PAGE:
The team on site have thrown themselves back into their work after the Christmas break and we're achieving great things!
The layout of the barracks is really starting to take shape, with about 16 buildings now having been identified. Most of the days at the moment are taken up with cleaning back the remnants of walls and recording the brickwork. One of the main things which has become very obvious recently is the variation in the standard of the construction of these buildings. Some of the wall foundations look really rather shoddy! The thickness of the wall foundations, along with the quality of bricks used changes a lot across the buildings.
The explanation behind this might simply be that as the barracks was built in a matter of just a couple of months, there was no time for a high quality finish to these structures. It would have been more a case of, just get the things up! Other explanations could be to do with the level of craftmanship of the brick layer or even something to do with hierarchy - the officers are more important so their quarters may have had a bit more time spent on them compared with those of the soldiers.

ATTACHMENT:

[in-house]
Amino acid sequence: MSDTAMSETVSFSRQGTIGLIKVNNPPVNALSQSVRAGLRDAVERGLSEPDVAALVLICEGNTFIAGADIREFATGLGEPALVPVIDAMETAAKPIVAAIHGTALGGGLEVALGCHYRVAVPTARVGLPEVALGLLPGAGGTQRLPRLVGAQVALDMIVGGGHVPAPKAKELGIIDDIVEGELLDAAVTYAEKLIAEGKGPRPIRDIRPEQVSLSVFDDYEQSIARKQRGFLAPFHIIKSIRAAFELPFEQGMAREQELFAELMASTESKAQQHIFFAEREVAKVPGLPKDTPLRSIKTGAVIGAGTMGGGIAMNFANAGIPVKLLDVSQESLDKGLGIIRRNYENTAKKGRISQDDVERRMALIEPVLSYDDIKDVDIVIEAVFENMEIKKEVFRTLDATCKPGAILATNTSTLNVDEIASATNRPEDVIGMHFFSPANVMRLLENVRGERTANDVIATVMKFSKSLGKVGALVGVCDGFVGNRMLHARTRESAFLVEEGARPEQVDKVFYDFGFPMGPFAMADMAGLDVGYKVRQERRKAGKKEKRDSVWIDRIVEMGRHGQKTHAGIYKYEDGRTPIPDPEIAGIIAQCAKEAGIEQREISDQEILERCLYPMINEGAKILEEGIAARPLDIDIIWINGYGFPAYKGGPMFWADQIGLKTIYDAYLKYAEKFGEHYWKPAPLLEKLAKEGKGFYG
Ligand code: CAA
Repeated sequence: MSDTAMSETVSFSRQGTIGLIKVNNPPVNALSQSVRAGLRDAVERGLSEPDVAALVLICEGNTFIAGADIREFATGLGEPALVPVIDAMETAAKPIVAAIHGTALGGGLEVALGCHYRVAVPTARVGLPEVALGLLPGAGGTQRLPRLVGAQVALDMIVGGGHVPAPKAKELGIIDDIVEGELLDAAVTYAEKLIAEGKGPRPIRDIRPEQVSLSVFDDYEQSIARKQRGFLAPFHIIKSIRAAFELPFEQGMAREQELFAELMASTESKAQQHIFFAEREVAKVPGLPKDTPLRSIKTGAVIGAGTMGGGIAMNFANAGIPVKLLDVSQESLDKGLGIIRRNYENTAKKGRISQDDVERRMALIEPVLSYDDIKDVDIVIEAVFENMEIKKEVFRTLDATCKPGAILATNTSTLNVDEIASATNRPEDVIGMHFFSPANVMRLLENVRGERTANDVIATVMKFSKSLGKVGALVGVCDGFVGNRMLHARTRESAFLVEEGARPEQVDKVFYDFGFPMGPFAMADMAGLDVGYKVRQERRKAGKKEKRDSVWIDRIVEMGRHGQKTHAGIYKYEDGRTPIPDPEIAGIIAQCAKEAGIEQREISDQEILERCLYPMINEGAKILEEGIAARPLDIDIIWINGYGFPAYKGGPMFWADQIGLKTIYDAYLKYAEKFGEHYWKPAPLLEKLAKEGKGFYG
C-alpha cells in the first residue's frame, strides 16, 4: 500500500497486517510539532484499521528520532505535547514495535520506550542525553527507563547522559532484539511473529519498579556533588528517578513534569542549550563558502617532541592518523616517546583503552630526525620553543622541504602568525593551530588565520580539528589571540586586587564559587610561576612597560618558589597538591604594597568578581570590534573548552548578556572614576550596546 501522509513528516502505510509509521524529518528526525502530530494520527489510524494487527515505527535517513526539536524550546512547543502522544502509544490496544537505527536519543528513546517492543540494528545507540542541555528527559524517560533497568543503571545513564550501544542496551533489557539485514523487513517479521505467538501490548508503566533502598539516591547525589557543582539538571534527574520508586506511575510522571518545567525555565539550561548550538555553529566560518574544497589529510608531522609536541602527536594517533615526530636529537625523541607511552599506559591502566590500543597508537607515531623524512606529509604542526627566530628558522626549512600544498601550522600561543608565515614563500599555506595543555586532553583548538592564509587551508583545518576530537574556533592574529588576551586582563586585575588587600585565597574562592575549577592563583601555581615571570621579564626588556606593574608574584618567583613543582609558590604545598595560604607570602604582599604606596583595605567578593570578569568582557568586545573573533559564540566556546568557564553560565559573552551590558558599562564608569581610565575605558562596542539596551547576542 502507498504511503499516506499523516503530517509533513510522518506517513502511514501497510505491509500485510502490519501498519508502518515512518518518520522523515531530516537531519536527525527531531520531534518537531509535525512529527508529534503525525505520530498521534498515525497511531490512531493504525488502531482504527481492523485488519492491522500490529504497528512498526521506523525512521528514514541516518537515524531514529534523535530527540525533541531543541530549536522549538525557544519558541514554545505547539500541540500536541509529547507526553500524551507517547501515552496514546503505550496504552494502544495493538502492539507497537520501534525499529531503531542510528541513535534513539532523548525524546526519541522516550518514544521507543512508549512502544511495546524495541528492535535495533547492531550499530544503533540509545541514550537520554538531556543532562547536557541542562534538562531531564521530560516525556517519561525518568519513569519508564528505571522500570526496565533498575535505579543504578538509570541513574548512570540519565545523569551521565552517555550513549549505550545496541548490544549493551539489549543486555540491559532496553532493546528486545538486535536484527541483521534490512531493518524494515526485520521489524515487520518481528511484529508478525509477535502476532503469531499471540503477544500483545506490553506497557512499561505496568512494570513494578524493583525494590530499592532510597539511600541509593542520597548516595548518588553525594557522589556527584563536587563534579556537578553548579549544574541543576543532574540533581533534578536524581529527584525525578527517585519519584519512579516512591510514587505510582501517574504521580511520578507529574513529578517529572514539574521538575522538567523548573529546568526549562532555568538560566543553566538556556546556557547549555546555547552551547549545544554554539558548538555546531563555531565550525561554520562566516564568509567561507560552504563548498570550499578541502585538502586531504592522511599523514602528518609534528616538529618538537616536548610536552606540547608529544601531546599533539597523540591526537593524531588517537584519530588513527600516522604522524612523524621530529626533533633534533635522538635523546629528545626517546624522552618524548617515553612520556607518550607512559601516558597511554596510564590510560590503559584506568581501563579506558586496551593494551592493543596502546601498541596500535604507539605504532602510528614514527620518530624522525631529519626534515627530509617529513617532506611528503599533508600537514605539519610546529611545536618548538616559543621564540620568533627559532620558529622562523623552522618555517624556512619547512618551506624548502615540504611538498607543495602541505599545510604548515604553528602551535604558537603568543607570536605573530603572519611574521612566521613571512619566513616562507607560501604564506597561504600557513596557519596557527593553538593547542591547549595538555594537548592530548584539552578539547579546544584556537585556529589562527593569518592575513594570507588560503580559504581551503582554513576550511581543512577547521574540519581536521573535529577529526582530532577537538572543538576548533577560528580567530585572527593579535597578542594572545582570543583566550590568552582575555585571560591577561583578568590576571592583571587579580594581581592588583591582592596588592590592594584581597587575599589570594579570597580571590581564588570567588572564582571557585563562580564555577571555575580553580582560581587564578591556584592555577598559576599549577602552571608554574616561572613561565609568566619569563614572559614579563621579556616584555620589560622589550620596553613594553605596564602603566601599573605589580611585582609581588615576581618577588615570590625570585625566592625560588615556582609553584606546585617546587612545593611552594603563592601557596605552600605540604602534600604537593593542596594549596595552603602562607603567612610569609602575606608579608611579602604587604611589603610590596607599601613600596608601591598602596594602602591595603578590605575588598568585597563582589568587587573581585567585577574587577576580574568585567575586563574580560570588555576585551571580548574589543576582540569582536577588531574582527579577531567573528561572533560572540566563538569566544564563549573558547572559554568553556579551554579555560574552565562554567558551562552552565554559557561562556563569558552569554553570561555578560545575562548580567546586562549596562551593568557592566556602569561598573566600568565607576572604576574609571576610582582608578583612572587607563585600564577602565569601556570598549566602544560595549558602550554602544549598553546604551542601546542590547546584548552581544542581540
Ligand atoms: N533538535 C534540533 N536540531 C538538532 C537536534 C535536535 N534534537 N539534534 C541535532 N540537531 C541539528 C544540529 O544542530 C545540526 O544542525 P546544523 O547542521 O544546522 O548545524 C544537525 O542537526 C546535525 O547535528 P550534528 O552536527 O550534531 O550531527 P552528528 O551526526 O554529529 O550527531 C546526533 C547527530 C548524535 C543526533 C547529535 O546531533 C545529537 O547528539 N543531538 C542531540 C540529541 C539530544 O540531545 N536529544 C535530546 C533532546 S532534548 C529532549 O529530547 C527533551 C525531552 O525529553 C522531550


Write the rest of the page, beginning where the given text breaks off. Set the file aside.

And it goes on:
If you've read our week 18 update you'll know that one of the other aspects of these buildings which we've identified, is the presence of a number of fireplaces. Two of the largest buildings on the northern side of the site each have five fire places. We've identified other buildings with fireplaces, but thus far all these other buildings only have the one fireplace. Again, the presence of buildings with so many fire places is suggestive of the social scale across the people living at working here - officers would have had an office each to work in and each office would probably have had a fireplace. Whereas the everyday soldiers wouldn't be provided with such a luxury.
We continue to uncover some interesting finds as we go about our work. One of the more interesting ones we've come across lately is this pile of metal buttons! By the looks of them they are not as old as the barracks, but that doesn't make their discovery any less exciting.
Other posts in this collection
Read our latest posts about the archaeological investigations at Weeley.